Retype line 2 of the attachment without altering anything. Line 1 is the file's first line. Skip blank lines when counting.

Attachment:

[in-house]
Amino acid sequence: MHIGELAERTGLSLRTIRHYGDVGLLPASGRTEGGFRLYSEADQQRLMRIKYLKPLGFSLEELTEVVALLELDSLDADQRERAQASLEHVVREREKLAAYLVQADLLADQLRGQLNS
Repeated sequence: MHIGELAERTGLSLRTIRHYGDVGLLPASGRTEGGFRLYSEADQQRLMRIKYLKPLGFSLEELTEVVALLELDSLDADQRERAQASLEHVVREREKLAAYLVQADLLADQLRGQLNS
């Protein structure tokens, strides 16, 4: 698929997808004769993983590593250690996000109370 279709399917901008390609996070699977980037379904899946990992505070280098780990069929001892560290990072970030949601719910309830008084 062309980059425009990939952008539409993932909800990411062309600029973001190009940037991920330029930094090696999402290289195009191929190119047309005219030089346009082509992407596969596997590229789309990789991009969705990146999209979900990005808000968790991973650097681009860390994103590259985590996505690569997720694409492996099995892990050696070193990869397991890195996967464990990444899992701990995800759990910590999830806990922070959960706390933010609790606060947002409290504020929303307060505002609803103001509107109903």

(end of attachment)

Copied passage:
Amino acid sequence: MHIGELAERTGLSLRTIRHYGDVGLLPASGRTEGGFRLYSEADQQRLMRIKYLKPLGFSLEELTEVVALLELDSLDADQRERAQASLEHVVREREKLAAYLVQADLLADQLRGQLNS